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Controlled viscoelastic particle encapsulation in microfluidic devices
Soft Matter, Volume: 17, Issue: 35, Pages: 8068 - 8077
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The encapsulation of particles in droplets using microfluidic devices finds application across severalfields ranging from biomedical engineering to materials science. The encapsulation process, however, isoften affected by poor single encapsulation efficiency, quantified by the Poisson statistics, w...
|Published in:||Soft Matter|
Royal Society of Chemistry (RSC)
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The encapsulation of particles in droplets using microfluidic devices finds application across severalfields ranging from biomedical engineering to materials science. The encapsulation process, however, isoften affected by poor single encapsulation efficiency, quantified by the Poisson statistics, with dropletscontaining more than one particle or with several empty droplets. We here demonstrate that viscoelasticaqueous solutions of xanthan gum enable controlled single particle encapsulation in microfluidic deviceswith a single encapsulation efficiency up to 2-fold larger than the one predicted by the Poissonstatistics. We achieved such a result by identifying viscoelastic xanthan gum aqueous solutions thatcould drive particle ordering before approaching the encapsulation area and simultaneously formuniform droplets. This is the first experimental evidence of viscoelastic encapsulation in microfluidicdevices, the existing literature on the subject being focused on Newtonian suspending liquids. We firststudied the process of viscoelastic droplet formation, and found that the droplet length normalised bythe channel diameter scaled as predicted for Newtonian solutions. At variance with Newtonian solutions,we observed that the droplet formation mechanism became unstable above critical values of theWeissenberg number, which quantifies the elasticity of the xanthan gum solutions carrying the particles.In terms of controlled encapsulation, we discovered that the single encapsulation efficiency was largerthan the Poisson values in a specific range of xanthan gum mass concentrations. Finally, we introducedan empirical formula that can help the design of controlled viscoelastic encapsulation systems.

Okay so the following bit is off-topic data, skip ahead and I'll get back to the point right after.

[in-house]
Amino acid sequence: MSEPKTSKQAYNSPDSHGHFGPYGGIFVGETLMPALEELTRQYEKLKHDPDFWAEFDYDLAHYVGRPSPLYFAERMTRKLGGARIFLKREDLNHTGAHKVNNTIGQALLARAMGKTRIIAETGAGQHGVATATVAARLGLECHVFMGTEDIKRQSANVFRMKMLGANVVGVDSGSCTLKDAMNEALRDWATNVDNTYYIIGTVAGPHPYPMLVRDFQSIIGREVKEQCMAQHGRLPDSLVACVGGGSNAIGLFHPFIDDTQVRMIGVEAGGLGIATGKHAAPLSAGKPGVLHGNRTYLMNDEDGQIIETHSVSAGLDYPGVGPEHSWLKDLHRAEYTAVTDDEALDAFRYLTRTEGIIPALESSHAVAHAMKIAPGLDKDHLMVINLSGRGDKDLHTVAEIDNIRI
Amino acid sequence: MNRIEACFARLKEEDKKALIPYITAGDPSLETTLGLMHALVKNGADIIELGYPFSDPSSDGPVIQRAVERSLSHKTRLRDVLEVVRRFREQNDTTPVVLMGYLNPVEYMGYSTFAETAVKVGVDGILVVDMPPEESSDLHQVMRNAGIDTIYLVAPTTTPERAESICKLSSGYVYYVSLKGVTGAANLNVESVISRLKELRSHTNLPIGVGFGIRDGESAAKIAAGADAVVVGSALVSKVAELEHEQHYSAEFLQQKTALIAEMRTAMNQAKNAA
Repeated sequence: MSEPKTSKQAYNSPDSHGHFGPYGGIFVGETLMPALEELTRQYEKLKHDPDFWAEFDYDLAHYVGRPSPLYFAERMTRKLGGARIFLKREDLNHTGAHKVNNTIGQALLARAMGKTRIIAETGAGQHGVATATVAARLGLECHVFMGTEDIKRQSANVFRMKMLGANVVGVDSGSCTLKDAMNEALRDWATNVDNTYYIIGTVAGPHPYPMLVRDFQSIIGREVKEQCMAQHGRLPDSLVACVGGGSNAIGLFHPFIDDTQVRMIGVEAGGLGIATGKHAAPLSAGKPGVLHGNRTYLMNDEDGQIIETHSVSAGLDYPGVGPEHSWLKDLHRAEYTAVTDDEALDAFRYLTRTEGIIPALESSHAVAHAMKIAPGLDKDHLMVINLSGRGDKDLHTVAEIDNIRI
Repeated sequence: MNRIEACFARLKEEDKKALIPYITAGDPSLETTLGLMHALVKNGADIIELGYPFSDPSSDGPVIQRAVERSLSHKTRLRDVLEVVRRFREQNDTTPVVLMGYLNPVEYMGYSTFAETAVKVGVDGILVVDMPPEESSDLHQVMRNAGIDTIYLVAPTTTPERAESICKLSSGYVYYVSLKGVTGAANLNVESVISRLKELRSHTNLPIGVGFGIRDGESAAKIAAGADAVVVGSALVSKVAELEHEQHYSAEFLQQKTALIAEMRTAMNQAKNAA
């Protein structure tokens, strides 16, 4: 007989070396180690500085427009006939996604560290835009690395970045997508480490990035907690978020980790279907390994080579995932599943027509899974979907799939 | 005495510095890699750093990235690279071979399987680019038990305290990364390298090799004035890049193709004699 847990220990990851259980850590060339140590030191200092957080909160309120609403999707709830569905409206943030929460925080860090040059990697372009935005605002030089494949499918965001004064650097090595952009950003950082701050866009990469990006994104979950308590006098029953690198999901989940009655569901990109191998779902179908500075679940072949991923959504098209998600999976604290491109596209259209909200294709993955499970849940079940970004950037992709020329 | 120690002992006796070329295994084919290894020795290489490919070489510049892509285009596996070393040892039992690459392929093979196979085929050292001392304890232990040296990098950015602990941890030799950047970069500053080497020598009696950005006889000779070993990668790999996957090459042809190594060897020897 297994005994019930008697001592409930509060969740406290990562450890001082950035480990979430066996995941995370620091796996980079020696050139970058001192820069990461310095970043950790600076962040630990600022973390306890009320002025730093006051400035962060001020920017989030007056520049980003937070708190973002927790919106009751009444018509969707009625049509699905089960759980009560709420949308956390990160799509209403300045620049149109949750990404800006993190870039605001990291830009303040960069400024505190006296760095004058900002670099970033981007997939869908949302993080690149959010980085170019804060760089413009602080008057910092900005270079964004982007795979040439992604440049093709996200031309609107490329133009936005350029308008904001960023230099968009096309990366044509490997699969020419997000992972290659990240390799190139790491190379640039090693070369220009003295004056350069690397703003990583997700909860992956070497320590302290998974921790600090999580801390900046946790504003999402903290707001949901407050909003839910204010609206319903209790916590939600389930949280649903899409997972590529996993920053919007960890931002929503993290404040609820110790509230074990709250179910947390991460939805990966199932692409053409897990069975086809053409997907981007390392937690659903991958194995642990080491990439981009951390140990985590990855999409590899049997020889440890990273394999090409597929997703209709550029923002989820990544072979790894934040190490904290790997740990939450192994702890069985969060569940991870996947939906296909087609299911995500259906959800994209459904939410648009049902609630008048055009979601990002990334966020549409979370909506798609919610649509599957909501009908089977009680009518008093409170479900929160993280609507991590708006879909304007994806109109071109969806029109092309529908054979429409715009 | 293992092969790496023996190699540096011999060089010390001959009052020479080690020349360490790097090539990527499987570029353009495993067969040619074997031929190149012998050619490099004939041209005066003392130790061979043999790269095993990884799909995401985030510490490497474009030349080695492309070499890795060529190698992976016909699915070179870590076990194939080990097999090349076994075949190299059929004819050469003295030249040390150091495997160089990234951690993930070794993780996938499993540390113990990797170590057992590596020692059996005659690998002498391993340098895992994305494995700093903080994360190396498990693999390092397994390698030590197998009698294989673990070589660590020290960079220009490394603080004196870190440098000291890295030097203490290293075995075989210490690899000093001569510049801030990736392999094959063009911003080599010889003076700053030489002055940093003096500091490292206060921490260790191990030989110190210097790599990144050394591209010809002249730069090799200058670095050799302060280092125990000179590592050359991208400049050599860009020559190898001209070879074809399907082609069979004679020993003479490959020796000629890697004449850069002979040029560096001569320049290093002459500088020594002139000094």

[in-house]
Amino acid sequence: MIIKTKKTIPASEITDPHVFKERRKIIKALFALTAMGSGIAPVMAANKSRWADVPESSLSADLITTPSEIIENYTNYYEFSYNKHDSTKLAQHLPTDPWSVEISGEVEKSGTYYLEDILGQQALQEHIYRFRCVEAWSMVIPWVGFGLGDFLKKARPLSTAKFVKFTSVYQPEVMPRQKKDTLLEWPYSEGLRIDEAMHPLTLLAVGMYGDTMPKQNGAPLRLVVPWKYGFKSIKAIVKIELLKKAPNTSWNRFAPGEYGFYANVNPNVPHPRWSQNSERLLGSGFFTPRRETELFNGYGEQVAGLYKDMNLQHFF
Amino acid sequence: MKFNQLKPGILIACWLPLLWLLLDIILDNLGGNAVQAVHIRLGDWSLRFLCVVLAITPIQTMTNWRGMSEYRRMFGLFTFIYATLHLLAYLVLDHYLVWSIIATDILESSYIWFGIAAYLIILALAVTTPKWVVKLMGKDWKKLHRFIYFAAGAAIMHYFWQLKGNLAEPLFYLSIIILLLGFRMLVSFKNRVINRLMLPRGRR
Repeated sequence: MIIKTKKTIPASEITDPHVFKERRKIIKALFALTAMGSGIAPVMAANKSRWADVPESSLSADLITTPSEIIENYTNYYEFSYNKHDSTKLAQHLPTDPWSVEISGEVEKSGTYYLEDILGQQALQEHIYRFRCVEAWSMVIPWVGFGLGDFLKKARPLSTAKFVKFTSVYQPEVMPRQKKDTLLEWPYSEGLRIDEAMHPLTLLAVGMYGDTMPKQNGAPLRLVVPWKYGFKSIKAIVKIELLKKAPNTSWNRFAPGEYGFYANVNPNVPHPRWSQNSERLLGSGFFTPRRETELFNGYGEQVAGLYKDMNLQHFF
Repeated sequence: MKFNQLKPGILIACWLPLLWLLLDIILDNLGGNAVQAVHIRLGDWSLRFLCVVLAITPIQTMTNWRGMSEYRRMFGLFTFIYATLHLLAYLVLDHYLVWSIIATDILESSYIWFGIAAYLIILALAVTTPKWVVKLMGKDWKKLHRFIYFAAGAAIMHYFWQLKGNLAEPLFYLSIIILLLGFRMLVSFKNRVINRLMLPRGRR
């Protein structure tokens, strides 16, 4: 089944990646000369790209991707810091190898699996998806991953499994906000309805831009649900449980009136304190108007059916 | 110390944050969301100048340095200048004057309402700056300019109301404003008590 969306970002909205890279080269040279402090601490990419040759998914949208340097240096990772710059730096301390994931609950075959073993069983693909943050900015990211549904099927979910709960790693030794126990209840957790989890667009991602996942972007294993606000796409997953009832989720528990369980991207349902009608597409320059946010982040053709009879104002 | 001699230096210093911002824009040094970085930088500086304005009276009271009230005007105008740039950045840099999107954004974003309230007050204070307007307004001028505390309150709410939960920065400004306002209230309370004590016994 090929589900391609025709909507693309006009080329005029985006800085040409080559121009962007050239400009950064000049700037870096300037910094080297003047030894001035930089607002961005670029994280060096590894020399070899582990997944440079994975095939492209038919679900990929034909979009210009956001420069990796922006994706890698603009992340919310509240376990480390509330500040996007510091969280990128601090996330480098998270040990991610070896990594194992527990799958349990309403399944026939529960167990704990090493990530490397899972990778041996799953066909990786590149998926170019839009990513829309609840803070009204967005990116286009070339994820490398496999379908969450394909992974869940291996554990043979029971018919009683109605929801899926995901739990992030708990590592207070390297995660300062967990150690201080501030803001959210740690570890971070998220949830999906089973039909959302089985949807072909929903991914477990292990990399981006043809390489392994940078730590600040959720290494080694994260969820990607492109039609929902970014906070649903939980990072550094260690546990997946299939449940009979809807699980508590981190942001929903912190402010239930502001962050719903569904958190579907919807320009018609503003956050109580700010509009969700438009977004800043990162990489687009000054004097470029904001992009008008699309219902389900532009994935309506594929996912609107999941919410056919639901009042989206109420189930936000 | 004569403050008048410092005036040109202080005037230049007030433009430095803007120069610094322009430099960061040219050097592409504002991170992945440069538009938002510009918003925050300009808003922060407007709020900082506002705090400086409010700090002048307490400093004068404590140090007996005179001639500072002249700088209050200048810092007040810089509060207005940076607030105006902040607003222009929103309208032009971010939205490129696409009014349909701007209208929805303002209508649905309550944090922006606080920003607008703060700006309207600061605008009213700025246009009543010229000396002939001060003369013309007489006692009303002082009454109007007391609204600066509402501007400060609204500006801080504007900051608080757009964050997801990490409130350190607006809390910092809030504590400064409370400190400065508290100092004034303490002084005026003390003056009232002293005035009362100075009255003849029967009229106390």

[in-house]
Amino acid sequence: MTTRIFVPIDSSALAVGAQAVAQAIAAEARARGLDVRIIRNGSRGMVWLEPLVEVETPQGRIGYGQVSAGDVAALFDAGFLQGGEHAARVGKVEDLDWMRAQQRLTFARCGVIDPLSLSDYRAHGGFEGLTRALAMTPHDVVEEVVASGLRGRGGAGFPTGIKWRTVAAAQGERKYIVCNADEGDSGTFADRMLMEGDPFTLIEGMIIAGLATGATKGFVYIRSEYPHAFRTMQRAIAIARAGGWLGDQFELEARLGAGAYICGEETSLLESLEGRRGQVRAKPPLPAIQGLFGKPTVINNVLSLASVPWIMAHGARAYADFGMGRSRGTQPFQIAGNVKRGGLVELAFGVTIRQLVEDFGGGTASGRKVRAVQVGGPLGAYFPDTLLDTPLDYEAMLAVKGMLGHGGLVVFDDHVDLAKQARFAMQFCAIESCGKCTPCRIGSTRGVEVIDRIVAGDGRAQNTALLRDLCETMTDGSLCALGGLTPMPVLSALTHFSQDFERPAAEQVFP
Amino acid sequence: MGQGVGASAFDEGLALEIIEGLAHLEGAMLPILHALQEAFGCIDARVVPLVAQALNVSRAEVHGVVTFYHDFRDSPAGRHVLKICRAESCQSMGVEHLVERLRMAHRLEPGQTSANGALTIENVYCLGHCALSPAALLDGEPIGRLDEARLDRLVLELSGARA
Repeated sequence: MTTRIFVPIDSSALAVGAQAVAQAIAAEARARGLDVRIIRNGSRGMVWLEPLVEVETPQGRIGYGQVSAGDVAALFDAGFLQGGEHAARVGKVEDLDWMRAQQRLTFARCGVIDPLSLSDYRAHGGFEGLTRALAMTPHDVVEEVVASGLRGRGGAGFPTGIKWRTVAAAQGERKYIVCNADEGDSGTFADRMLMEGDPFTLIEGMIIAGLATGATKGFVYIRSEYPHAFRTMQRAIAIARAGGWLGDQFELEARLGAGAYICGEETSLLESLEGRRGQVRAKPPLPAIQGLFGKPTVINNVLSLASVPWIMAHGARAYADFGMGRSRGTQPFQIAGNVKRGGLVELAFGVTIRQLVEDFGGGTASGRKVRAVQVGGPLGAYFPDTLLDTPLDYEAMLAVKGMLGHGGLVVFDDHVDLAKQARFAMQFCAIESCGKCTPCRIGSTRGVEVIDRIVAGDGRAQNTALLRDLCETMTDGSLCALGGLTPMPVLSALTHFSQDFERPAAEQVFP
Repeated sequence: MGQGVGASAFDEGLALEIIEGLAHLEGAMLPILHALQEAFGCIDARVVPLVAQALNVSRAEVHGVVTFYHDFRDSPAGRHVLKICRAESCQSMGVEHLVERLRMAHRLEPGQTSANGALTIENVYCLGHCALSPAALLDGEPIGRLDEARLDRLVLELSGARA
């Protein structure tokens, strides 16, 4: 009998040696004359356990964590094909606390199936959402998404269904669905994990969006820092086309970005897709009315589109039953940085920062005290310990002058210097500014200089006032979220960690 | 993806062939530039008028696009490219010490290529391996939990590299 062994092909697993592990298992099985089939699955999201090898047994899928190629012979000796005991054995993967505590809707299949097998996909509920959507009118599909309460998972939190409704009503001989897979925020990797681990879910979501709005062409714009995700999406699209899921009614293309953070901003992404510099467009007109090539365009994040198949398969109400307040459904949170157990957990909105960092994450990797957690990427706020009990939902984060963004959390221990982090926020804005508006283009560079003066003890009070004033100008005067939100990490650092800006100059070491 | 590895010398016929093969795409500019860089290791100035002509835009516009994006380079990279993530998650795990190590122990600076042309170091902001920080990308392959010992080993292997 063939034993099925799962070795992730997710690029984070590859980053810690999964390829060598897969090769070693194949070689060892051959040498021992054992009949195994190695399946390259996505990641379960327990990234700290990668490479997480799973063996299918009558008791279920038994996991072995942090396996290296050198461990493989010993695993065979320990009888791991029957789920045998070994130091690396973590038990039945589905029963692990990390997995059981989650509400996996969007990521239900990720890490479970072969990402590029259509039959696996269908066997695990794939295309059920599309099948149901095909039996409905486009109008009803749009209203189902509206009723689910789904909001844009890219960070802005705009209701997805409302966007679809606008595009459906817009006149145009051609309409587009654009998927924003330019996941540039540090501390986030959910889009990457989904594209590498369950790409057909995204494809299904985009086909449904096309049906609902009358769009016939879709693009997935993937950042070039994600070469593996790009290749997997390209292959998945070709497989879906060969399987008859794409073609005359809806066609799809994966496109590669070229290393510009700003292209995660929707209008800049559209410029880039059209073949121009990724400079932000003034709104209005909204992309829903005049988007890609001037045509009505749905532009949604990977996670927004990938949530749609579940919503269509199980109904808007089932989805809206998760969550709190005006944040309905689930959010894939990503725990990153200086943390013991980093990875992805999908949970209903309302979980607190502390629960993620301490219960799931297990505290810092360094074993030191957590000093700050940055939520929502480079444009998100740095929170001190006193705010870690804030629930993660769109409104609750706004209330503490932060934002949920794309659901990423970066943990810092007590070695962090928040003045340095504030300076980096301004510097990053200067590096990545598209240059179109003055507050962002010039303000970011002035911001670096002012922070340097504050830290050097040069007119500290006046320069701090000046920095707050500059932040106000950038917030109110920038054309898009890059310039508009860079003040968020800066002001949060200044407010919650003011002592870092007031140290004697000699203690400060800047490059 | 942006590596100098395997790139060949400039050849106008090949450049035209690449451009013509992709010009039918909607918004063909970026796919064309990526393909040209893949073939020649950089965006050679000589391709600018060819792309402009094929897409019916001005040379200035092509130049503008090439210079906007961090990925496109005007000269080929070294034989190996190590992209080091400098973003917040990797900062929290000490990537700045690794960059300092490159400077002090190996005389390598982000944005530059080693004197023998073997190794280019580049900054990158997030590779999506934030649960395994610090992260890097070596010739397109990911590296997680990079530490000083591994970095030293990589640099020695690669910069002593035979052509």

College of Engineering